It's Rude to Hog the Streaming Music in Your Car
Every trip to Olive Garden doesn't require a Louis Prima playlist.
Photo by Jesse Sendejas Jr.
Excluding the offenses that could get you a night’s lodging at the local jailhouse, which crimes are you most likely to commit in the car? Do you cram fast food into your hungry face while you’re literally single-handedly navigating a suddenly-treacherous-thanks-to-you roadway? Are you an insufferable ridealong who corrects your driver more than a golf coach? (Yeah, like Flo Rida, I just went double entendre, double entendre on ya.) Do you have one of those terrible Ed Hardy sun shades in your windshield?
All of these appalling acts should result in at least a misdemeanor citation; but if there’s an in-car act that skews toward a felony, it’s hoarding the streaming music playing in the vehicle. (And if this actually was a serious crime, I personally would need a Johnnie Cochran-style defense to avoid a bright orange jumpsuit — you know, something like, “If it’s a Top 10 hit, then you must acquit.”)
In 2010, auto-industry analytics predicted that 90 percent of American cars would be equipped with Bluetooth capabilities by 2016. This design enhancement means our smartphones and their streaming apps can transform our vehicles into gas-guzzling jukeboxes. Whatever the song is, it’s practically at your fingertips, via Pandora, Spotify, YouTube or some other music-centric program. You have great freedom and, as Spider-Man’s uncle said, with it comes great responsibility. Just because you can subject your carpool to your painstakingly assembled playlists doesn’t mean you should. Take it from me, a repeat offender: It’s really bad music manners. Here’s why:
Your Passengers Are a Captive Audience: They literally have no escape from your musical selections except to leap from a moving vehicle. In practically any life circumstance, a person can walk or run away from someone or something he or she chooses to avoid. Not so when you’re speeding in the HOV and playing the Eagles’ On the Border on loop.
An estimated 90 percent of American cars are equipped with Bluetooth capability.
Your Smartphone Is Not a Remote Control: But if it was, it might be better because you’d never make everyone in your group sit through house-flipping infomercials for an hour straight; so why are you making them listen to your tribute to the songs of the Glee cast? What is it about streaming music that turns you into DJ I-10 sitting high and mighty in the booth, a.k.a. the passenger’s seat?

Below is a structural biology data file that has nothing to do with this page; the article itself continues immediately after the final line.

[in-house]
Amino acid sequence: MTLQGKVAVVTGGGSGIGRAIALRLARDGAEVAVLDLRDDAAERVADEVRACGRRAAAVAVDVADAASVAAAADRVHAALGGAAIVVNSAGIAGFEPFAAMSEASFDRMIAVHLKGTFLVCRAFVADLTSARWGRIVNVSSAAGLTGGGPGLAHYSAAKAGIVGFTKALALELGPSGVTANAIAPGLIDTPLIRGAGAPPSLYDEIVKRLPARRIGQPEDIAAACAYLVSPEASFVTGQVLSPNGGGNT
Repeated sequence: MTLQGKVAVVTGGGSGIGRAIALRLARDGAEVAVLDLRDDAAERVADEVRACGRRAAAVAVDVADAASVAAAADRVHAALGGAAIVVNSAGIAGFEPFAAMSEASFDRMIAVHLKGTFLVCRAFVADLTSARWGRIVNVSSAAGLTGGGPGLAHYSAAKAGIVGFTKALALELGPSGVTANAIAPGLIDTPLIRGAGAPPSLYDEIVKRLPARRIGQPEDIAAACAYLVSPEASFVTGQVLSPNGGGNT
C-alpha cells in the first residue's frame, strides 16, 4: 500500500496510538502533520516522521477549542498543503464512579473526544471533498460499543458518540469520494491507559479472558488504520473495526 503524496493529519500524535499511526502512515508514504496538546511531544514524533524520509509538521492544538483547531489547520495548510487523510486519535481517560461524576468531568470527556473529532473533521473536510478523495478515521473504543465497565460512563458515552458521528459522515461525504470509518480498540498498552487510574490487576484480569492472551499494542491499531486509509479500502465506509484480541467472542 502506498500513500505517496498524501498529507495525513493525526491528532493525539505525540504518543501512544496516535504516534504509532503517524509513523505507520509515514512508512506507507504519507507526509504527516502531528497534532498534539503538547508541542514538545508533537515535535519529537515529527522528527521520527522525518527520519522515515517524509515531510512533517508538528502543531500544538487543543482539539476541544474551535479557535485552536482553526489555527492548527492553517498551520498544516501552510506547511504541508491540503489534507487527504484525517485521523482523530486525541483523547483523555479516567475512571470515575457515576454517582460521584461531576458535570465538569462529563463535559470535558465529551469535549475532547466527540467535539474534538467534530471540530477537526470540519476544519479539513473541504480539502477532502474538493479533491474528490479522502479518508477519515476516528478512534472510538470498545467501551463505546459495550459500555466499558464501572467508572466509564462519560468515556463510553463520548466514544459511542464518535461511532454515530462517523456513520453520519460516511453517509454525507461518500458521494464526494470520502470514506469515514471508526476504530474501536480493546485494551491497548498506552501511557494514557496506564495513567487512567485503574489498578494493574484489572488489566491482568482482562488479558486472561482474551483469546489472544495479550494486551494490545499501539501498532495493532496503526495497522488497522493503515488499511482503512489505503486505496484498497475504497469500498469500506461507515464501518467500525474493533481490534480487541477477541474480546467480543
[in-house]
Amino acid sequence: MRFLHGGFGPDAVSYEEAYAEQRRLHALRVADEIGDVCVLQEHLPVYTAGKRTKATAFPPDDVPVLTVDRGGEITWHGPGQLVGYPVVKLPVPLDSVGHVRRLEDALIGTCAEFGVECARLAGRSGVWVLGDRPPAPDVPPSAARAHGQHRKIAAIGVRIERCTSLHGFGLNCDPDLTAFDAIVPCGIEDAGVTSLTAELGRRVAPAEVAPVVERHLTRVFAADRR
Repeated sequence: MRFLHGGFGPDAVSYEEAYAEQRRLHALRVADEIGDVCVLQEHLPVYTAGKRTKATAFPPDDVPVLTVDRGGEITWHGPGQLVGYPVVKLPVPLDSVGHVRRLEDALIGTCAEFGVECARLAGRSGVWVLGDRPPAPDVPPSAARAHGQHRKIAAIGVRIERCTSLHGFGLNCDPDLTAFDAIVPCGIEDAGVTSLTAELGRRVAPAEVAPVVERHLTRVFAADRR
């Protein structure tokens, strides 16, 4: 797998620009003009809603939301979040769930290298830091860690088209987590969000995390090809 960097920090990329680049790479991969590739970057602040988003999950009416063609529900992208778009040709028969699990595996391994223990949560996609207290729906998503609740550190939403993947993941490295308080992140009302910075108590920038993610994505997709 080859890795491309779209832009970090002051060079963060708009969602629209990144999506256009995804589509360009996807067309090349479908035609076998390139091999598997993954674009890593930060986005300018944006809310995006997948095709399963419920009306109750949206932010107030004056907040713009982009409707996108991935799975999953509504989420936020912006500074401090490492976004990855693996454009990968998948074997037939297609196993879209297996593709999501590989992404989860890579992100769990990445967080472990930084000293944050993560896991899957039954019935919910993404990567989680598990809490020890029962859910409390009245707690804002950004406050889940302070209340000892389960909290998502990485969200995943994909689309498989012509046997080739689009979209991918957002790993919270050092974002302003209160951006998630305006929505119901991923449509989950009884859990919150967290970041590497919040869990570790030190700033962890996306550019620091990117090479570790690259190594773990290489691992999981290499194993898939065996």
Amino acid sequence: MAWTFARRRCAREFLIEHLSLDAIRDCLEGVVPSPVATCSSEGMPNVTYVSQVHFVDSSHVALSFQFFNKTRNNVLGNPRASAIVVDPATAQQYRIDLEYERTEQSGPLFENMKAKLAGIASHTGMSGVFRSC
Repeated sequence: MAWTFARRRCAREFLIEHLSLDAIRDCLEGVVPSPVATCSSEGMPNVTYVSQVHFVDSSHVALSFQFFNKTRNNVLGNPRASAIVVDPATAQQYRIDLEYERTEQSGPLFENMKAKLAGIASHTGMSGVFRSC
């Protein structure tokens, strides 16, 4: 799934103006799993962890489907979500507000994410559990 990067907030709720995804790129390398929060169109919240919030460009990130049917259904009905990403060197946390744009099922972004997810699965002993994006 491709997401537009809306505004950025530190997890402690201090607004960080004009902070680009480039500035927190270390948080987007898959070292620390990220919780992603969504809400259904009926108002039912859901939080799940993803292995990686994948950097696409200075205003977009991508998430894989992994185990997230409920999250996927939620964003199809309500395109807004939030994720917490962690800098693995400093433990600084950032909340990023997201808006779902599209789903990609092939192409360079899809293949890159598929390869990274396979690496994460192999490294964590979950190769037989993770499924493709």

There’s Not a Song for Every Occasion: Okay, maybe there is, but it’s not necessary to search your music app for one every time you get in the car. You don’t need to play “Holiday Road” every time you’re taking a family road trip. Too much streaming control means you’ll be dialing up Louis Prima on every trek to Olive Garden. No one in the car needs to hear “Buona Sera” to be reminded he's about to have all the breadsticks he can eat. Seriously, it’s overkill and unappreciated.
It’s Distracting: Hopefully, you’re not trying to be the driver and the DJ on your party bus. Let us all assume the gravity of distracted driving is not lost on you, dear reader. But even if someone else besides you and Jesus is behind the wheel, your streaming selections could divert the driver’s attention. For instance, dialing up “Disco Fever Karaoke” on Spotify (yes, it’s a real thing) is a bad idea if your driver might suddenly get infected with “Boogie Fever.” Wait till everyone’s arrived safely so your in-car karaoke antics don’t turn into your “Last Dance.”
It’s Tyrannical: That’s right, Kim Jong Scroll, you’re taking a page right out of the despot playbook when you oppressively tab through playlists for the next perfect song…and the one after that…and the one after that. The kids in the backseat have voted for “Hands to Myself,” but you mumble something about garbage and tell them, with no hint of irony in your voice, that you’re going to play the Beatles' “Revolution” instead so they can understand what great music was like once.
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